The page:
Protect Employee Payroll

Protect Employee Payroll and Other Tips For Your Small Business

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Small businesses are the backbone of the United States employing about 59 million people. As a small business owner then you might want to know how to protect employee payroll along with other tips for your business.

While it might seem overwhelming to keep everything organized for your business, there’s hope. This article will take a look at the top tips to protect your employee’s information when it comes to payroll. Read on to explore these tips and ensure that employee payroll is protected today.

Why Does Your Business Need Payroll?

When exploring this process, you might wonder if your small business even needs employee payroll. It’s a way to protect your employee’s benefits and maintain the overall satisfaction of your employees. Also, you have to comply with different payroll tax requirements and labor laws. 

What’s Included

In a payroll system, you’ll have the wages, benefits, withholdings, time tracking, and other important features. Certain payroll systems will deduct an employee’s benefits from their paycheck so you don’t have to. 

They’ll also calculate the gross wages by taking the number of hours plus the hourly rate. For those who are salaried, it’ll be calculated by the number of pay periods. 

1. Tax Withholding

It’s important to understand your requirements when it comes to tax withholding for your business. Certain requirements have changed with many employees working from home currently. You’ll want to make sure that you’re remaining compliant with the state tax agencies and IRS.

You’ll need to withhold federal taxes for your employees. Many states will also have state taxes which you’ll need to withhold as well. 

If you’re all working at the same location then payroll funding is much easier. Remote work makes understanding tax withholding more complicated for many businesses. 

2. Managing Payroll

You’ll need to manage FICA, federal income taxes, FUTA, and other tax considerations. Each person will be taxed differently and it’ll be determined by their income. 

As an employer, you pay the FUTA taxes. If your state receives a tax credit then your FUTA payment might vary. 

You’ll need to determine other taxes such as worker’s compensation, disability insurance, and others. State unemployment insurance might be a factor as well. 

3. Understanding Worker’s Compensation

For remote workers, you’ll still need worker’s compensation. Even if an employee is injured at home they still might fall under your insurance. 

This is due to them working in their home office which is still considered part of your business. If the illness or injury is related to work then it can fall under worker’s compensation.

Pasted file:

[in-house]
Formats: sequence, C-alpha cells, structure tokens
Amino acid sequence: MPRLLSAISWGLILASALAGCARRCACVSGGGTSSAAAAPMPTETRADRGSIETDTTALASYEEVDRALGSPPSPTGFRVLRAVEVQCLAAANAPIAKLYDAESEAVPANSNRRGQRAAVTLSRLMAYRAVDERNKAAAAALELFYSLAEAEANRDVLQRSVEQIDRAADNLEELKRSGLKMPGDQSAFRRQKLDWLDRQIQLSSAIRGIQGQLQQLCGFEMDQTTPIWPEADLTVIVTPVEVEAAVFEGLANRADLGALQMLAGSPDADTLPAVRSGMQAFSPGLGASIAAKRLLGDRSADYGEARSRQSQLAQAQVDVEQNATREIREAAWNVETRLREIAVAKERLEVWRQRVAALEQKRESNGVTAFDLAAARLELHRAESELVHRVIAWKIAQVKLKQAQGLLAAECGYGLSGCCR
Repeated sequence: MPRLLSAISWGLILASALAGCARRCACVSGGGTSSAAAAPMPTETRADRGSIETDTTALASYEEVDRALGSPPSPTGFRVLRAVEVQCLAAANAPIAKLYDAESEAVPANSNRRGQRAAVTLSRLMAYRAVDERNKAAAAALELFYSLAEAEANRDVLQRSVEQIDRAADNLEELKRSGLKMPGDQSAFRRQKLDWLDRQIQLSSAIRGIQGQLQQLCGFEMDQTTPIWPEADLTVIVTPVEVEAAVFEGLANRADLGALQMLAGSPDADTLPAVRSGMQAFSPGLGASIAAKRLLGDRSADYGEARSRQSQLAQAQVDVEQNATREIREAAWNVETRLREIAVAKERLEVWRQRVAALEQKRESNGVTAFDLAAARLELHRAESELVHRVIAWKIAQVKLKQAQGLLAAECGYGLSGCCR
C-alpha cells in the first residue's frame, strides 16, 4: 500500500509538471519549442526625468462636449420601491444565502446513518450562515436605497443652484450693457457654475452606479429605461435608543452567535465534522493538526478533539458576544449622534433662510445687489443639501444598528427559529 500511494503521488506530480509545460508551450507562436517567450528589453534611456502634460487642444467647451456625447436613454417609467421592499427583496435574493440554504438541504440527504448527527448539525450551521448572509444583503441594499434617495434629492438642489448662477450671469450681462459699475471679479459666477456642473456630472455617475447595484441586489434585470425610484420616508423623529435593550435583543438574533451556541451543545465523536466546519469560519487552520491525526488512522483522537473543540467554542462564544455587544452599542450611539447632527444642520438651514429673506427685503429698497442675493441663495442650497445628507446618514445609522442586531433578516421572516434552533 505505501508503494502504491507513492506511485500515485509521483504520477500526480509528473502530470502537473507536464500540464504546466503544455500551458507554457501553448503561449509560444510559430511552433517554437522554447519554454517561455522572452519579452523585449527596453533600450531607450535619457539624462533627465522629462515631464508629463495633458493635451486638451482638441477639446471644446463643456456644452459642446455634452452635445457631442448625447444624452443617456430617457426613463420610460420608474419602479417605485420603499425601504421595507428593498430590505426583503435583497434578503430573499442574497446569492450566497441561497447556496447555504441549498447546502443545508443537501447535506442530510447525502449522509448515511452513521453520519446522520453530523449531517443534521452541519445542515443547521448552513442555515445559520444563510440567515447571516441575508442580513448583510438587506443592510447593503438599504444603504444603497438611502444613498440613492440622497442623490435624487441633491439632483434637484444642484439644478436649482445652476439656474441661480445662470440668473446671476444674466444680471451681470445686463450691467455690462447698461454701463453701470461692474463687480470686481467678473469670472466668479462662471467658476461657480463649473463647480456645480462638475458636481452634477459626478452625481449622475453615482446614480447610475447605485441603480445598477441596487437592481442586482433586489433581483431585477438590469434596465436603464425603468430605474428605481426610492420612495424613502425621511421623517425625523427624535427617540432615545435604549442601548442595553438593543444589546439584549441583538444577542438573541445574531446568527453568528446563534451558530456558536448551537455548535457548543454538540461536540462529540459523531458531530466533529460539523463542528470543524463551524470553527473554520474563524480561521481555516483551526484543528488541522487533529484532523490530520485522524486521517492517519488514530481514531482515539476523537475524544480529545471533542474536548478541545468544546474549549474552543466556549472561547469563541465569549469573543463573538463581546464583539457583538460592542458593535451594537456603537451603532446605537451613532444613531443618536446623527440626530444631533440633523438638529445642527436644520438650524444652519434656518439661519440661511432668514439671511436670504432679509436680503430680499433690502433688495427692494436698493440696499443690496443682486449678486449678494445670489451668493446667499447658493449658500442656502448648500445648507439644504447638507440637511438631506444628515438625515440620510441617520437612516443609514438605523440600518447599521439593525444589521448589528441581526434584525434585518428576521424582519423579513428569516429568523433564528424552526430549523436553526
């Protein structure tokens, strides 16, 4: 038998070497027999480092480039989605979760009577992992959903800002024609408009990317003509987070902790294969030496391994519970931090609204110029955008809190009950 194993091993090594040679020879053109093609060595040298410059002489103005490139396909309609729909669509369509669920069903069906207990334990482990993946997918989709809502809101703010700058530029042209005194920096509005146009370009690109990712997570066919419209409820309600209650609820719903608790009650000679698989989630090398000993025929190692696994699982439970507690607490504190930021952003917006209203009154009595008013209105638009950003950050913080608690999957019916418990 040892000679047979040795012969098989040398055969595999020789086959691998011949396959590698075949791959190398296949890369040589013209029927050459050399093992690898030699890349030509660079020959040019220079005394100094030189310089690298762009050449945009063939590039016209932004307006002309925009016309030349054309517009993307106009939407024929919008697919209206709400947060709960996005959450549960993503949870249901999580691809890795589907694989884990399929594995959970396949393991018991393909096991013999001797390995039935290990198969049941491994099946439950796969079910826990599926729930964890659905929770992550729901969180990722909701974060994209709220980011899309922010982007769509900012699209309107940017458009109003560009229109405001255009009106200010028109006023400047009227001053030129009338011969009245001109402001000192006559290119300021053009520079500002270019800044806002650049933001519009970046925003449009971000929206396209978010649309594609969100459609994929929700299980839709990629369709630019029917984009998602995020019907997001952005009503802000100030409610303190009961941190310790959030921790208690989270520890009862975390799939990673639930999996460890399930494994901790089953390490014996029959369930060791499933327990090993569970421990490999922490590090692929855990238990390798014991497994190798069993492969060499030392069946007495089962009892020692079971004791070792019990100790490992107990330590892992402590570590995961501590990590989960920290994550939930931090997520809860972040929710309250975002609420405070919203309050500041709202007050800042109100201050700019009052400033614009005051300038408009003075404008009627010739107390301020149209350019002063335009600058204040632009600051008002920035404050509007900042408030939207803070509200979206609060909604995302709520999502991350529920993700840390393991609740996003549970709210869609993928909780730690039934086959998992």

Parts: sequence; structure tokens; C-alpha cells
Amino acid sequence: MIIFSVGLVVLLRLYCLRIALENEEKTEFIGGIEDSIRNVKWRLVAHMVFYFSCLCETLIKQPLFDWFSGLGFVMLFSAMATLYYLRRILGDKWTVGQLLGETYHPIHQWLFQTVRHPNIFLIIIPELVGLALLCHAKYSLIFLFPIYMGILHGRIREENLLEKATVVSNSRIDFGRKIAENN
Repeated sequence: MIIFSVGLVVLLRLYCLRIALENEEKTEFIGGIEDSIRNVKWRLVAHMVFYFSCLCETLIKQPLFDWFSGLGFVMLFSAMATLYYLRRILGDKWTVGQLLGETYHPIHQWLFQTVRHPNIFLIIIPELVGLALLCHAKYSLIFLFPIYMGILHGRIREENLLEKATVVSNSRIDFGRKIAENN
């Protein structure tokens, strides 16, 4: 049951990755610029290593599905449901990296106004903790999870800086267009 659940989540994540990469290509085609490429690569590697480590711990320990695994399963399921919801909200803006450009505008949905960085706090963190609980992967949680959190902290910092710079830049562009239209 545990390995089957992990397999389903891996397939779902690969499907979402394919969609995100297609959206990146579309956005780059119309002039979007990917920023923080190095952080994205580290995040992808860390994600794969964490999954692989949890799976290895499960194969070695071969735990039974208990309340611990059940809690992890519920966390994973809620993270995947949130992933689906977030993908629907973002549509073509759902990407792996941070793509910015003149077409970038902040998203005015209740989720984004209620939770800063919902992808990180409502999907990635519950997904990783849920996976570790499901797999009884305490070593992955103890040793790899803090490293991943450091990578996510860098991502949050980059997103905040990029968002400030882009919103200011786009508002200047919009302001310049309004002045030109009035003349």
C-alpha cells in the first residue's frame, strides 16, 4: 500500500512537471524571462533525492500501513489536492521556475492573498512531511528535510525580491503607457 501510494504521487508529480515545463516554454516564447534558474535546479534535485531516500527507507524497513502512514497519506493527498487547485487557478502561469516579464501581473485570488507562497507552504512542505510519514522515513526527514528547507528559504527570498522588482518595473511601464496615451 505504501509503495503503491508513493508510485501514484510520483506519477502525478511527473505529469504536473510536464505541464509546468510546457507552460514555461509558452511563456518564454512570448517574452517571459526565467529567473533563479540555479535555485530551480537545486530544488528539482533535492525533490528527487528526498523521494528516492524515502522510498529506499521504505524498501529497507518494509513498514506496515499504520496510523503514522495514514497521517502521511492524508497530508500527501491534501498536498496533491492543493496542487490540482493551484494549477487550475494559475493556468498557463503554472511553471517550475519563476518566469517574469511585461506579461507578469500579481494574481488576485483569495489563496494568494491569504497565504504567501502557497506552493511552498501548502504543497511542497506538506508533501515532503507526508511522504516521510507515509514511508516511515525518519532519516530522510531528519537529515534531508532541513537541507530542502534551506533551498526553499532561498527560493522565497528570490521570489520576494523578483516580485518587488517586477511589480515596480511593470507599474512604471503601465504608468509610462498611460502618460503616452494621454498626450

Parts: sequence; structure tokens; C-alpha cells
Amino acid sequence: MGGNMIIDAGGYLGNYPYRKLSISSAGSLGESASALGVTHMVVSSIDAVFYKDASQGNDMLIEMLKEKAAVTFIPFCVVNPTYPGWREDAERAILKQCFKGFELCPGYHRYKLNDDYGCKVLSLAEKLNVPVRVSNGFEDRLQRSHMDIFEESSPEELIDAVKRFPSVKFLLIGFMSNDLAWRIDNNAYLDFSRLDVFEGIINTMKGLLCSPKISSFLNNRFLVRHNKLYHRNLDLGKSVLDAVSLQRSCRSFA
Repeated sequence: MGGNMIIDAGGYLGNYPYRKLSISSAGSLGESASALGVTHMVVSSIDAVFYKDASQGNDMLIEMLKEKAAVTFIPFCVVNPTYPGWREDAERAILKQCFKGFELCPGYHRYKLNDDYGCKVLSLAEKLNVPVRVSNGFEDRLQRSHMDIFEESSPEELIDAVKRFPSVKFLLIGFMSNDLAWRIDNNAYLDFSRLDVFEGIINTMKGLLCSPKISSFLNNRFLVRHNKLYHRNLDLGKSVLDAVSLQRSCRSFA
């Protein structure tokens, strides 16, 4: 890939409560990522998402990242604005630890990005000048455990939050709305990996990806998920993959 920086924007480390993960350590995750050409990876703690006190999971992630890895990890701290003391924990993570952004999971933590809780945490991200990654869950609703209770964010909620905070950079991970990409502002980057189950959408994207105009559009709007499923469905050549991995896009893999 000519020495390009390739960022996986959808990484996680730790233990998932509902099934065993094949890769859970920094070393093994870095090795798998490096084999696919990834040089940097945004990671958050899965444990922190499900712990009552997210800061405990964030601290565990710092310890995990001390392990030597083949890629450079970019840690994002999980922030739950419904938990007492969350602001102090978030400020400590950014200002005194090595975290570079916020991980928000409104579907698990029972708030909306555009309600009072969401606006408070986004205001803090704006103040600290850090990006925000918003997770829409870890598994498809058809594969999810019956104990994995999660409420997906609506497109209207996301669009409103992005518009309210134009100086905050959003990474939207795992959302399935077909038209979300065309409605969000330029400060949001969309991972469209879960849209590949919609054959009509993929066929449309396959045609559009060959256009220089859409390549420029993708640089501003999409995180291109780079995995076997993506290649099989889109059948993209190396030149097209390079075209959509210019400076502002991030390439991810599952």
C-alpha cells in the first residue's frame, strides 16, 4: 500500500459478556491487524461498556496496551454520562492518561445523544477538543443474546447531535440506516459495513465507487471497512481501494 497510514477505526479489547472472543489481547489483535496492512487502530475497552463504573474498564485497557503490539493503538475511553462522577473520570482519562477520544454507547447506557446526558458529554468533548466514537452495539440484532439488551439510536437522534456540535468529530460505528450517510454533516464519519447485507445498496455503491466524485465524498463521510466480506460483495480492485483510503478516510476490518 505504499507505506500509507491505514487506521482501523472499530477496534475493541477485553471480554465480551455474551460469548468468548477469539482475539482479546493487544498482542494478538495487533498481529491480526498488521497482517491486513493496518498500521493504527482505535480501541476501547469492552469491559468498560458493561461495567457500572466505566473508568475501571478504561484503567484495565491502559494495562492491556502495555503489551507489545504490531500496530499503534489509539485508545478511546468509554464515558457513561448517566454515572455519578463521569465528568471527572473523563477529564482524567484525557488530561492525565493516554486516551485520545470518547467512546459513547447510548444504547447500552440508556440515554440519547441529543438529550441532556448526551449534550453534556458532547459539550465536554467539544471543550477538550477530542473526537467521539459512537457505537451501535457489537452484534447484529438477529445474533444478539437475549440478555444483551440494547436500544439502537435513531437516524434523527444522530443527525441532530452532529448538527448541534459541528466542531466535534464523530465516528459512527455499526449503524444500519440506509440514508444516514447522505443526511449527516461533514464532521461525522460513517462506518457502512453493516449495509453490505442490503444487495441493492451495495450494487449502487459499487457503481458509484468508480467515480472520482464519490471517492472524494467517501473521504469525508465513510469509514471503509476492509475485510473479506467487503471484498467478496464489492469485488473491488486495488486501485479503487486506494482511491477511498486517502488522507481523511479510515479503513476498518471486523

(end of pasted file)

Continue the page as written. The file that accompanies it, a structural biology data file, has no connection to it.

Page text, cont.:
4. Training

From weak passwords allowing hackers in to not getting up and stretching leading to more injuries, training is necessary. Even if your employees are remote, you’ll want to have scheduled training sessions virtually.

When they’re on your network from their home, it can cause more concerns for the security of your system. Train them on creating strong passwords and changing them with time.

Remind them to never click on anything in an email or other site. Go over what sites are safe to go onto and are related to their work. 

Also, teaching them to stretch throughout the day is just as important. Sitting at a desk all day can increase their risk of injury. Encourage them to get up and go for walks throughout the day on their breaks. 

5. Employee Incentives

Incentive programs can help to boost morale overall. These can include wellness programs, company events, flex time, and corporate memberships. 

6. Use Employee Handbooks

Have a handbook that you update regularly in order to keep up-to-date with different laws and requirements. This will give your employees an option to reference the handbook if they have a question or concern. 

7. Choosing a Person To Do Payroll

Mistakes are common, it’s a good idea to hire someone who can control your payroll for you and give you more time for your business. Payroll on your own can be a full-time job if you don’t hire someone to perform it. 

They can help to make sure that your business is paying all of the required taxes, processing payroll, answering questions that employees have in regards to payroll, etc. Make sure that they’re keeping track of deadlines and tax payments. 

Also, make sure that they’re categorizing each employee properly. Consider a payroll software solution whether or not you hire someone to manage your payroll. 

8. Required Benefits

There are different employee benefits that can change over time. First, unemployment insurance varies state by state. 

Look into your requirements for worker’s compensation and whether your employees are in the office or working remotely. Disability pay is a requirement in certain states, double-check to see if your state falls under this. 

9. Use Payroll Schedules

Decide how often you’ll be paying your employees. Many states do a bi-weekly option. 

Determine if your state has a requirement for the minimum amount of time that goes by that you’ll need to pay them. You’ll also need to decide whether you’ll be paying them through direct deposit, paper check, etc. 

Protect Employees With Employee Payroll Funding

After exploring this guide you should have a better idea of how to protect employees with employee payroll funding. Take your time deciding which policies you’ll be enacting and following moving forward.

Would you like to read more informative guides and how-tos? We can help!

For everything from educational guides to easy-to-follow how-tos, we have you covered. Check out our other articles on our site today. 

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